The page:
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Interest spikes for infectious disease careers amid pandemic

The COVID-19 pandemic is creating increased interest in infectious disease careers and driving enrollment in undergraduate life sciences, such as medicine, according to two academic leaders from the U.S. and Israel. 

“We just went through an applications season for fellows, and we had more applicants than in recent years,” said Richard D’Aquila, director of Northwestern University Clinical and Translational Sciences Institute, in a Dec. 9 webinar tackling the impact of COVID-19 on the research enterprise.

Itai Benhar, director of the Center for Combating Pandemics at Tel Aviv University, is also seeing the impact on his campus. 

“We had registration for undergraduate studies in life and biomedical sciences almost double from last year to this year,” Benhar said.

He added that this may be driven in part by the fact that students in Israel haven’t been able to take their usual gap year due to travel restrictions and evaporating temporary jobs amid the economic crisis. So, many of those students opted to enter university directly, he said.

Benhar foresees a long-term increase in science, medicine and pandemic-related research across the board in Israel.

The pandemic is also resuscitating certain scientific fields. 

“Virology had been considered a profession of the past. This has changed,” Benhar said. “The same is true with immunology. Epidemiology also came to the forefront of the medical professions because statistics based on large sample sizes are now becoming more and more important.”

D’Aquila and Benhar also said that although laboratory work may have taken a hit early due to lockdowns, they both saw an increase in writing manuscripts compared to the prior year. Experiments are almost back to normal now, they said.

Both experts didn’t see regular research areas facing funding cuts. In Israel, financial support for COVID-related research came from additional funding sources.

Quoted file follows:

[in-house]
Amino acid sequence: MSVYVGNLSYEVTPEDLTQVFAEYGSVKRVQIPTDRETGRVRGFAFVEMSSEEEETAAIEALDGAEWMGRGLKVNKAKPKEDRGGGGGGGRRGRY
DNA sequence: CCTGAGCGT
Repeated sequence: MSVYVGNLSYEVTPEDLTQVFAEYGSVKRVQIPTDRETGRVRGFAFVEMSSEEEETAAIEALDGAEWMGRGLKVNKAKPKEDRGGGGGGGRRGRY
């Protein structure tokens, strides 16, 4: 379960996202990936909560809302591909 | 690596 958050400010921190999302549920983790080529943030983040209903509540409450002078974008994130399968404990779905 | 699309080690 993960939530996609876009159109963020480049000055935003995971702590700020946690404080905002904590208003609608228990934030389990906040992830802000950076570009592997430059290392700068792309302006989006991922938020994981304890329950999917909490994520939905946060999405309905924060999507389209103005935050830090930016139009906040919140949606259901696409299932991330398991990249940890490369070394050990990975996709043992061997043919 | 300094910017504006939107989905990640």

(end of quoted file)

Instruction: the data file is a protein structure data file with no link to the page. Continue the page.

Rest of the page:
D’Aquila agreed, adding that many HIV researchers pivoted to COVID research and have made major contributions. Hopefully, as vaccines rollout this diversion from work to end the HIV epidemic will be temporary, and provide spin-off benefits, he said.

A boost in international collaboration

“A lot of long-distance collaborations are actually working much better,” D’Aquila said. “I think we’re going to stick with some hybrid scientific workplace, partly remote and partly in-person.”

But D’Aquila warned of rising populism and its impact on global research.

“There is this tendency to be nationalistic about the vaccines that I think could become a real problem. We’re all in this together,” D’Aquila said. “To me, knowledge is global and we have to take advantage of every brilliant person in the world.”

In his opening remarks, Adrian Randolph, dean of the Weinberg College of Arts and Sciences, emphasized global cooperation as we fight the pandemic.

“It is clear to me that history demonstrates the dangers of unilateralism and intellectual isolationism, and the advantages — even imperatives — of international collaboration,” he said.

The webinar, “In the Aftermath of COVID-19: The Impact on Science and Research,” was moderated by Charles Whitaker, professor and dean of the Medill School of Journalism, Media, Integrated Marketing Communications. It was the inaugural event of the Israel Innovation Project.

About the Israel Innovation Project
The mission of the Israel Innovation Project (IIP) is to advance Northwestern’s technological and scientific partnerships with Israeli institutions of higher learning through collaborative research, interdisciplinary education and public engagement with a focus on the fields of science, technology, engineering and mathematics. It’s led by Elie Rekhess, Crown Visiting Professor in Israel Studies at Northwestern.